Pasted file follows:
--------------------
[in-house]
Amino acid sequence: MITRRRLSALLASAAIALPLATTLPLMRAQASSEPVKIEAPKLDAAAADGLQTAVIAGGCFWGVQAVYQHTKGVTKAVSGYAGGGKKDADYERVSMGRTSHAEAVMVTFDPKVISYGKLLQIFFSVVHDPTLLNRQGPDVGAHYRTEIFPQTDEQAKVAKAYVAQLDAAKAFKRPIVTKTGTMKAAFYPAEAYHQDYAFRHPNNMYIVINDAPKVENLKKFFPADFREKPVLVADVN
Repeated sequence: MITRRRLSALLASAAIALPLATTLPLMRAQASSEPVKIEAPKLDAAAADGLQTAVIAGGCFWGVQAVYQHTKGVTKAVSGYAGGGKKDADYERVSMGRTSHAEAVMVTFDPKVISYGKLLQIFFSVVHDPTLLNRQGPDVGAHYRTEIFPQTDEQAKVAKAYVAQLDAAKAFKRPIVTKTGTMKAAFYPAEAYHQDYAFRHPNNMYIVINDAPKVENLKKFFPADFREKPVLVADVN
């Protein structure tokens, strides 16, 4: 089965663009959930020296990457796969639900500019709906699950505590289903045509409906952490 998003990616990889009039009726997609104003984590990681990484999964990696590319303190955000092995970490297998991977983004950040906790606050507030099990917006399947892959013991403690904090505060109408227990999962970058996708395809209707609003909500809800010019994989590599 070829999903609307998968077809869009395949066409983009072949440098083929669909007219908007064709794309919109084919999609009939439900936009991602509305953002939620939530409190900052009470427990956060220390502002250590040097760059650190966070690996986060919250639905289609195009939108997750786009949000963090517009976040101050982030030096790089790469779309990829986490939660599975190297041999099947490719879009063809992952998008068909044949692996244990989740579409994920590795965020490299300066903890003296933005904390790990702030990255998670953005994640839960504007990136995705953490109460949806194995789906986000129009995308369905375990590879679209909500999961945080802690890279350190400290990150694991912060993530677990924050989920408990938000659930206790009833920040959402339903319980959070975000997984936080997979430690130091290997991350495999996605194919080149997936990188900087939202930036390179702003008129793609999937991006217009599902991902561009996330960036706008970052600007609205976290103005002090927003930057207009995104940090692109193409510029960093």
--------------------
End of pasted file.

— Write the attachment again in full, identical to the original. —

[in-house]
Amino acid sequence: MITRRRLSALLASAAIALPLATTLPLMRAQASSEPVKIEAPKLDAAAADGLQTAVIAGGCFWGVQAVYQHTKGVTKAVSGYAGGGKKDADYERVSMGRTSHAEAVMVTFDPKVISYGKLLQIFFSVVHDPTLLNRQGPDVGAHYRTEIFPQTDEQAKVAKAYVAQLDAAKAFKRPIVTKTGTMKAAFYPAEAYHQDYAFRHPNNMYIVINDAPKVENLKKFFPADFREKPVLVADVN
Repeated sequence: MITRRRLSALLASAAIALPLATTLPLMRAQASSEPVKIEAPKLDAAAADGLQTAVIAGGCFWGVQAVYQHTKGVTKAVSGYAGGGKKDADYERVSMGRTSHAEAVMVTFDPKVISYGKLLQIFFSVVHDPTLLNRQGPDVGAHYRTEIFPQTDEQAKVAKAYVAQLDAAKAFKRPIVTKTGTMKAAFYPAEAYHQDYAFRHPNNMYIVINDAPKVENLKKFFPADFREKPVLVADVN
């Protein structure tokens, strides 16, 4: 089965663009959930020296990457796969639900500019709906699950505590289903045509409906952490 998003990616990889009039009726997609104003984590990681990484999964990696590319303190955000092995970490297998991977983004950040906790606050507030099990917006399947892959013991403690904090505060109408227990999962970058996708395809209707609003909500809800010019994989590599 070829999903609307998968077809869009395949066409983009072949440098083929669909007219908007064709794309919109084919999609009939439900936009991602509305953002939620939530409190900052009470427990956060220390502002250590040097760059650190966070690996986060919250639905289609195009939108997750786009949000963090517009976040101050982030030096790089790469779309990829986490939660599975190297041999099947490719879009063809992952998008068909044949692996244990989740579409994920590795965020490299300066903890003296933005904390790990702030990255998670953005994640839960504007990136995705953490109460949806194995789906986000129009995308369905375990590879679209909500999961945080802690890279350190400290990150694991912060993530677990924050989920408990938000659930206790009833920040959402339903319980959070975000997984936080997979430690130091290997991350495999996605194919080149997936990188900087939202930036390179702003008129793609999937991006217009599902991902561009996330960036706008970052600007609205976290103005002090927003930057207009995104940090692109193409510029960093």